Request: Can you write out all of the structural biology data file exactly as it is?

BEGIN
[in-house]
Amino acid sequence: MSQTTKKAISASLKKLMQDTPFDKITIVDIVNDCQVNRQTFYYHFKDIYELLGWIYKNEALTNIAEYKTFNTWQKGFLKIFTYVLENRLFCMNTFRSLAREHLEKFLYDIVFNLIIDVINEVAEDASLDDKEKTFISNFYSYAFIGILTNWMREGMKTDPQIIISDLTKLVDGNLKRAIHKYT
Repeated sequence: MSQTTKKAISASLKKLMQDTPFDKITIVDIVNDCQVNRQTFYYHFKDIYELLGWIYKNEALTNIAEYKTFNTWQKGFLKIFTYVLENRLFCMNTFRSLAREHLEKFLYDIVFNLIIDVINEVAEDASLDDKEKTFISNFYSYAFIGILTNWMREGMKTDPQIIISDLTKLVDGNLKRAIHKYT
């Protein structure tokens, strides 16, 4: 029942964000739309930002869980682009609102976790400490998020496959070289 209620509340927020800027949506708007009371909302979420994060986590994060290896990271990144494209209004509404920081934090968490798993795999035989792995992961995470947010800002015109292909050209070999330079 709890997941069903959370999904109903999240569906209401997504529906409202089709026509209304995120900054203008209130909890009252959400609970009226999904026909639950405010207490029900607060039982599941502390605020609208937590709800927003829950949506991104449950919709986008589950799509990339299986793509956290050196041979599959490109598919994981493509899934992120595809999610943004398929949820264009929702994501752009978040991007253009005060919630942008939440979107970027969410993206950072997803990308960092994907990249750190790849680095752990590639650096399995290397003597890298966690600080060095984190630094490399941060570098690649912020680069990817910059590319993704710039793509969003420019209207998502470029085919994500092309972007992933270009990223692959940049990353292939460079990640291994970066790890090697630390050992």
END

[in-house]
Amino acid sequence: MSQTTKKAISASLKKLMQDTPFDKITIVDIVNDCQVNRQTFYYHFKDIYELLGWIYKNEALTNIAEYKTFNTWQKGFLKIFTYVLENRLFCMNTFRSLAREHLEKFLYDIVFNLIIDVINEVAEDASLDDKEKTFISNFYSYAFIGILTNWMREGMKTDPQIIISDLTKLVDGNLKRAIHKYT
Repeated sequence: MSQTTKKAISASLKKLMQDTPFDKITIVDIVNDCQVNRQTFYYHFKDIYELLGWIYKNEALTNIAEYKTFNTWQKGFLKIFTYVLENRLFCMNTFRSLAREHLEKFLYDIVFNLIIDVINEVAEDASLDDKEKTFISNFYSYAFIGILTNWMREGMKTDPQIIISDLTKLVDGNLKRAIHKYT
């Protein structure tokens, strides 16, 4: 029942964000739309930002869980682009609102976790400490998020496959070289 209620509340927020800027949506708007009371909302979420994060986590994060290896990271990144494209209004509404920081934090968490798993795999035989792995992961995470947010800002015109292909050209070999330079 709890997941069903959370999904109903999240569906209401997504529906409202089709026509209304995120900054203008209130909890009252959400609970009226999904026909639950405010207490029900607060039982599941502390605020609208937590709800927003829950949506991104449950919709986008589950799509990339299986793509956290050196041979599959490109598919994981493509899934992120595809999610943004398929949820264009929702994501752009978040991007253009005060919630942008939440979107970027969410993206950072997803990308960092994907990249750190790849680095752990590639650096399995290397003597890298966690600080060095984190630094490399941060570098690649912020680069990817910059590319993704710039793509969003420019209207998502470029085919994500092309972007992933270009990223692959940049990353292939460079990640291994970066790890090697630390050992």